I would have to say that the population of the Paddington Arm does have a couple of advantages. 1. The presence of other boats means that there is never any of that threatening isolation which can exist in some parts of the BCN and 2. the presence of boats means that there is safety in numbers and there are now a whole host of mooring options where you wouldn't have previously even considered stopping.

 Graffiti and art

As for the boaters, they all seemed a cheery enough bunch. They waved and clearly liked the butty, although I suspect a lot were more than a little bemused. From my discussions so far and reading the posts on London Boaters Facebook page I can see that many have little boating experience and even things like lock chambers have been referred to descriptively as "tanks". So the observation is to be friendly and keep the language simple and not too "boaty". 

I was surprised at the lack of boat movements. I had expected Saturday to be a mele of boats chugging to and fro, making sure they didn't overstay the 14 day maximum. Perhaps they all move on Sundays, but given the number of birds nesting in the tyre fenders I rather suspect a lot hardly move at all.  

We used the facilities at Little Venice and then proceeded up the Paddington Arm to the terminus in the hope of finding a mooring spot, and maybe seeing Dan Hetherington and Keri-Leigh Poxon and their two boats, Lyra & Harrier.  Between them they run Reverie Canal Trading Co selling candles and amazing bespoke metal artwork. We found them right at the end and, as luck would have it, there was a space behind them which was just big enough for our two boats - to the inch.

After all that travelling we have decided to have a pause and spend Sunday on this mooring, moving off on the Regents Canal on Monday when the traffic should be at its quietest.

Friday, 23 June 2017

A load of Bull

Brentford to Bulls Bridge
June 2017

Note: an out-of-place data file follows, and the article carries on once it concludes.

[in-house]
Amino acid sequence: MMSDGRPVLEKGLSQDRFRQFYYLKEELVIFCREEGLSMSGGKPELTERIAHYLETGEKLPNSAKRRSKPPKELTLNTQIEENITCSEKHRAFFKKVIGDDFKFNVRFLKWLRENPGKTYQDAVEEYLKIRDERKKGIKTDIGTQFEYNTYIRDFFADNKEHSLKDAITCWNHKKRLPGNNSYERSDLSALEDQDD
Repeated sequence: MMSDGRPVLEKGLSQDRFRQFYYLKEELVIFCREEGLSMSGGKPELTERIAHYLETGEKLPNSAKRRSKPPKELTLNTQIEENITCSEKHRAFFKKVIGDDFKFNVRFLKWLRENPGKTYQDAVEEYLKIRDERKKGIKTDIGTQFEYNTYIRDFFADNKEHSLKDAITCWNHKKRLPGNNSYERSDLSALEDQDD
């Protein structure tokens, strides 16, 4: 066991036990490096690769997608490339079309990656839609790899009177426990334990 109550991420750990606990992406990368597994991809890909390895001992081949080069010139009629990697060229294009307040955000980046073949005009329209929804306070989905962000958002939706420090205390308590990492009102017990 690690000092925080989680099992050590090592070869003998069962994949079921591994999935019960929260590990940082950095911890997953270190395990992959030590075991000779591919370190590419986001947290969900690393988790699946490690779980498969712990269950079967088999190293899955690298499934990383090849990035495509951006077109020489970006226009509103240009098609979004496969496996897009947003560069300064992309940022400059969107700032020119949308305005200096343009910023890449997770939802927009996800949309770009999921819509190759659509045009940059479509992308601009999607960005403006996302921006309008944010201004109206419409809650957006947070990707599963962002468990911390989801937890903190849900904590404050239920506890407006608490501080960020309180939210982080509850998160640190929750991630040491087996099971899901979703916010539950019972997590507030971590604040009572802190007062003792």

Perhaps we stopped a bit soon last night. We stopped just before the third lock up from the Thames and the city noise was pretty intrusive, especially with the hatches open to relieve the stuffyness. The end result was a rather disturbed nights sleep and as we progressed up the flight we realised there were plenty of better options further on.

Grand Junction Canal bridge, made in Tipton

The River Brent section is quite attractive but given the recent hot weather the weed growth is really bad, huge floating islands of tenacious stuff which grabs the prop and was only cleared with lots of reverse and several trips down the weed hatch. There was wildlife in abundance with birds everywhere.


Our encounter with the big Grand Union Locks was a bit of a shock after all those easy days on the Thames. The deep Hanwell flight are notoriously hard, relatively little used and prone to very strong water flows. Several times the boat was dragged from one side of the lock to the other and on other occasions the by wash was so strong the boat was pinned to the offside bank and stubbornly refused to go into the lock.

We were encouraged by a sign on the lock telling us to call or text the volunteer lock keepers to get help, so we did. However we got no reply so we plodded up on our own only to discover the on duty at the top lock! We mentioned the text and were told we should have called because they don't check for texts! So note to self, call them next time.

Asylum Lock

Along the way we passed the rather forbidding walls of the Mental Health Centre known to boaters as Asylum Lock. The place was pretty much self sufficient and had its own canal arm to take in coal and ship out surplus produce. It was at this lock we met a group of ladies taking a walk at lunchtime. They were very taken with the butty and product was duly sold.

Hanwell Top Lock

We finished the day five miles and ten locks up the canal at Bulls Bridge, taking advantage of the adjacent Tesco store with their 24hr mooring. The moorings are just beyond the old Grand Union lay by where iconic images exist of steerers and their families awaiting orders. These days the wide section is full of houseboats and all trace of the the anticipation of voyages to come is gone. 

Bulls Bridge Lay By

The location has a feeling of deja-vue about it, with the constant drone of road noise and industrial activity. Welcome to the big smoke.